Matt Bergman tweeted about the difference between enterprise free cash flow and equity free cash flow.

MB: « #investing #finance not profound, but confusion I often see:

  • Free cash flow to firm = unlevered free cash flow = enterprise free cash flow.
  • Free cash flow to equity = levered free cash flow = equity FCF
  • FCFF = free to all claimants
  • FCFE=levered [because] after all payments on debt »

AE : « Thanks for pointing out the distinction. Is your point that reported FCF is often inflated because it refers to the former rather than latter (essentially gross rather than net)? »

MB: « Oh my pleasure. I actually hadn’t thought much about your point – but I think it’s a very good one-& mostly, you won’t see it distinguished on financials or by stock data service, etc. (1/ »

MB: « The young folks who ask me usually a) confused due to intuition that cash flows before debt *should* be *levered* & b) easy way to kill valuation=mismatching discount rate-enterprise cash flows are discounted at cost of capital, equity at cost of equity (2/2 »

MB : « Virtually always, cost of debt is lower than cost of equity & debt has tax savings – so again, virtually always, cost of equity > cost of capital (as measured by WACC) – if you discount e.g. unlevered FCF at cost of equity, very likely to undervalue company & vice versa (3/ »

AE: « The devil is in the details with the inputs to your valuation formula. »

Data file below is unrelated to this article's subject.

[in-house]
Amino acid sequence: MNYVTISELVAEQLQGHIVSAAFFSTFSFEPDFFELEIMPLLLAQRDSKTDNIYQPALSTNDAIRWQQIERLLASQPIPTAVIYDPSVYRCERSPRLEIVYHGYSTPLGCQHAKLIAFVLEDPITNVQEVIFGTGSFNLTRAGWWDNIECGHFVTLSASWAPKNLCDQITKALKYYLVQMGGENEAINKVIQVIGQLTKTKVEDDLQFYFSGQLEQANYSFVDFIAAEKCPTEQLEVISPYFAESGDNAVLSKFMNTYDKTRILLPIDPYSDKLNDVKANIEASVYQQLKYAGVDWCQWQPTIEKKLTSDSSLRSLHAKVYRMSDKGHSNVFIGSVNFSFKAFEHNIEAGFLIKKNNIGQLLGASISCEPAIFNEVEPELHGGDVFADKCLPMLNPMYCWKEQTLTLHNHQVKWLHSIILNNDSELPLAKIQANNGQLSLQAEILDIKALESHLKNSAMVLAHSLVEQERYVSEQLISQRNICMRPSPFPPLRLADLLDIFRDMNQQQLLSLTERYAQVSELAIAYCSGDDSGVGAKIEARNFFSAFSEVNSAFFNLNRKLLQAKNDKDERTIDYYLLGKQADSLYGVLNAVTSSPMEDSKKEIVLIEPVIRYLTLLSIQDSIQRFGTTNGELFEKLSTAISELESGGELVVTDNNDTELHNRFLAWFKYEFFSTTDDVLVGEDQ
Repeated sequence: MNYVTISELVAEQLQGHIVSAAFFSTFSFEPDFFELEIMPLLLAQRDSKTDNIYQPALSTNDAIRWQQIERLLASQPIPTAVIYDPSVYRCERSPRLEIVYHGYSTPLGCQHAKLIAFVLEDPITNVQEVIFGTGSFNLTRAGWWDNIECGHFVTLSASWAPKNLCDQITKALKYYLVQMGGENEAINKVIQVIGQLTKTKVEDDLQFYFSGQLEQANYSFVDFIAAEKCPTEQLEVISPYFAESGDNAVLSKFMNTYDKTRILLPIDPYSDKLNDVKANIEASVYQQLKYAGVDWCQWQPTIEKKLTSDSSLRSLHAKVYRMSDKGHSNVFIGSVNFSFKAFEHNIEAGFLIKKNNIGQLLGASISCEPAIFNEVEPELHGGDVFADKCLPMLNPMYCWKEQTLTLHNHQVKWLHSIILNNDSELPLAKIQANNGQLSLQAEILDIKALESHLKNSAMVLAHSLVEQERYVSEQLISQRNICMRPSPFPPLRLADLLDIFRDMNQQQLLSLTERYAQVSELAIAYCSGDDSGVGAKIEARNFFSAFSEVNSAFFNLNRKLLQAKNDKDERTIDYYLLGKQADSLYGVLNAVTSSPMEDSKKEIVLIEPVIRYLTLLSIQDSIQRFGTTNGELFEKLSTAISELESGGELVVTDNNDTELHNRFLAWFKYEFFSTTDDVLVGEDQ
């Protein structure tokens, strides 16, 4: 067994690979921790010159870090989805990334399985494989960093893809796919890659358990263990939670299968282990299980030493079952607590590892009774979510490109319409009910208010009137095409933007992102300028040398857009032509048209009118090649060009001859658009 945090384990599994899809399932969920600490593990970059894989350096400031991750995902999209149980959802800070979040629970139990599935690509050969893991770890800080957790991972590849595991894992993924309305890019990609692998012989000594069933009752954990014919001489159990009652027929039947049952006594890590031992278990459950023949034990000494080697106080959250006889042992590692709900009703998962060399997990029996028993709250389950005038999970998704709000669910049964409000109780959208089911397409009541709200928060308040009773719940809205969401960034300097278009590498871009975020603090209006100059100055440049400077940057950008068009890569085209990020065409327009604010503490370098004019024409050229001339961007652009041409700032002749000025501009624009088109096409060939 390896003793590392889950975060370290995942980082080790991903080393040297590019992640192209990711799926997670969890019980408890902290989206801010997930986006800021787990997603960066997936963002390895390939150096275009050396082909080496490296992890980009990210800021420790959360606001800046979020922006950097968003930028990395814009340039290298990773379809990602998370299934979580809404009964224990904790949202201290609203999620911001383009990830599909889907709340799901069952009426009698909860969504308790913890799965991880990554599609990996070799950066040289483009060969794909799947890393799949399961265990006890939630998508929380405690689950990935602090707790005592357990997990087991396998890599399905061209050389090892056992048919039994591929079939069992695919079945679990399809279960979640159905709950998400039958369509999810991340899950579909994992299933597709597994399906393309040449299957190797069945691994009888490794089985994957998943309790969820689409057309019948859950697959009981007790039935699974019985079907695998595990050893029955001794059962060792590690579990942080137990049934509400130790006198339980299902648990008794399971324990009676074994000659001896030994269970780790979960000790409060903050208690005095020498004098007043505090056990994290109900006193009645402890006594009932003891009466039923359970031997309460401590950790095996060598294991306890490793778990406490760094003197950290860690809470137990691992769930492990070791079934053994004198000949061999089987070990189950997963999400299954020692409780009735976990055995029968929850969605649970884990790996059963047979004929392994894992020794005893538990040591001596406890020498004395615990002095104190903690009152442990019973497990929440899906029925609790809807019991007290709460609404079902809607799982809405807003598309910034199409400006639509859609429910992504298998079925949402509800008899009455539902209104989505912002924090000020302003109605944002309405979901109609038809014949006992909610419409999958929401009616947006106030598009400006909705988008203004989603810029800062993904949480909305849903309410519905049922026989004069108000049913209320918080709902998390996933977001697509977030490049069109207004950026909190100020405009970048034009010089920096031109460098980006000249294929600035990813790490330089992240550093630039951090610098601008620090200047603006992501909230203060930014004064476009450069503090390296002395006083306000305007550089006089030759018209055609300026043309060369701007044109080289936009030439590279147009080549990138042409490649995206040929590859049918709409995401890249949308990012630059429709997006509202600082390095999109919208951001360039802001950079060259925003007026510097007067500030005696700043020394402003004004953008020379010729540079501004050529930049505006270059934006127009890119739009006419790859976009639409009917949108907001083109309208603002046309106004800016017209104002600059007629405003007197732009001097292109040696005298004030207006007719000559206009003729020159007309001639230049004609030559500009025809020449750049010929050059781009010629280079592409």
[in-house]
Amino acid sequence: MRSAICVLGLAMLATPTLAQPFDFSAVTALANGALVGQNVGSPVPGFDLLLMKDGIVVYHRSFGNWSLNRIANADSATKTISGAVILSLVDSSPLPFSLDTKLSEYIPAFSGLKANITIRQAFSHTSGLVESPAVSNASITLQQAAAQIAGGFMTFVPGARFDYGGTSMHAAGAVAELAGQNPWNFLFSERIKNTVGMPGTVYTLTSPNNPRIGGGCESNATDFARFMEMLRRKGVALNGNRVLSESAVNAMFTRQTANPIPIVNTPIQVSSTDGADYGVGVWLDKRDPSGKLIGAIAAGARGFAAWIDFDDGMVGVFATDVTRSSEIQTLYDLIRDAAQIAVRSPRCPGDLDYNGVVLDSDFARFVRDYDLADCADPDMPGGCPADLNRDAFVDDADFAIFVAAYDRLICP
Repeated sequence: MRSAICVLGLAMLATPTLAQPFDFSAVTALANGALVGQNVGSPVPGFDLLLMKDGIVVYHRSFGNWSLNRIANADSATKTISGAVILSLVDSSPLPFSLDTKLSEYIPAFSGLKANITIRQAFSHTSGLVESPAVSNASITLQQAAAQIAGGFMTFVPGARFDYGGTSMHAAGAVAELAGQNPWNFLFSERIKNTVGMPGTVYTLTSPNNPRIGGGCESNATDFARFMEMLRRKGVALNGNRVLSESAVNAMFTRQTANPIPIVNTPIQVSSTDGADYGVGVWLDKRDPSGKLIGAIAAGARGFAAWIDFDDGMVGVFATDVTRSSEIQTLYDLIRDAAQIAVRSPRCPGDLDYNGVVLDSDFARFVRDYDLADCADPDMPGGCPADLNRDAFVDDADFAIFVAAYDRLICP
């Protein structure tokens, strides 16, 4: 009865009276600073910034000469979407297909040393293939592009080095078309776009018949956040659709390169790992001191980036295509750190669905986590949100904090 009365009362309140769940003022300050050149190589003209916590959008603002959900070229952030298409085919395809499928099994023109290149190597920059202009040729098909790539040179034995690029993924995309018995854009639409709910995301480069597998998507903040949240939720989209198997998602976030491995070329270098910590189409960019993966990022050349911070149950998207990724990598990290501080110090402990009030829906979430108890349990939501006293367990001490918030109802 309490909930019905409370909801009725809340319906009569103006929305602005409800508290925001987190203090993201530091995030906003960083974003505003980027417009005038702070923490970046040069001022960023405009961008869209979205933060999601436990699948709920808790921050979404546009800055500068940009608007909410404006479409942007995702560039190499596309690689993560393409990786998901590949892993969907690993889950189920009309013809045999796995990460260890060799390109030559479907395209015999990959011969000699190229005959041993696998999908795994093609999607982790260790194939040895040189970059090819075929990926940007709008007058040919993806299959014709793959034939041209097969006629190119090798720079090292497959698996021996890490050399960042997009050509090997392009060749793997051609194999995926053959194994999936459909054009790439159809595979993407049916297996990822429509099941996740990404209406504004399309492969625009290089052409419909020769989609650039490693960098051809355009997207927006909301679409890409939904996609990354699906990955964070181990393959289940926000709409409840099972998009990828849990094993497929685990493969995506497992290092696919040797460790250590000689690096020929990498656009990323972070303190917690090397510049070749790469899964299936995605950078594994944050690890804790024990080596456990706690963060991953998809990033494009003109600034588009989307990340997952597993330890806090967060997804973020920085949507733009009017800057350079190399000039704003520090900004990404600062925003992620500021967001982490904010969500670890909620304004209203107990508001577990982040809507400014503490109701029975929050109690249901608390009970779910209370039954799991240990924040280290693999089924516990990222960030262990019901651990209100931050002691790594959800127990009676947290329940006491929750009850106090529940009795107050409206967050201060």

MB: « absolutely – and you see it real world. @AswathDamodaran very early in his courses will show published investment bank M&A projections that entirely mismatch, costing their clients huge $$ »

MB: « Re: any *inflation* – everything links back to either enterprise value (which includes debt) or equity value (which is after net debt, i.e +- debt + cash). Common stock prices are, of course, an equity metric (why P/EBITDA is meaningless multiple, equity metric/firm metric) »

AE: « Great points. Inflation is becoming a more relevant factor. »

AE: « I do think private companies are sometimes acquired based on a multiple of EBITDA, but then I assume buyer would subtract debt from the valuation when making offer… or just buy the assets rather than the stock. (As I recall, better tax-wise for seller to sell the stock.) »

MB: «No doubt – I’m agnostic on whether EBITDA is best candidate to serve as the multiple on which a transaction is priced, but no doubt common – in a genuine merger, “price” often means enterprise value, i.e. acquirer assumes target debt. »

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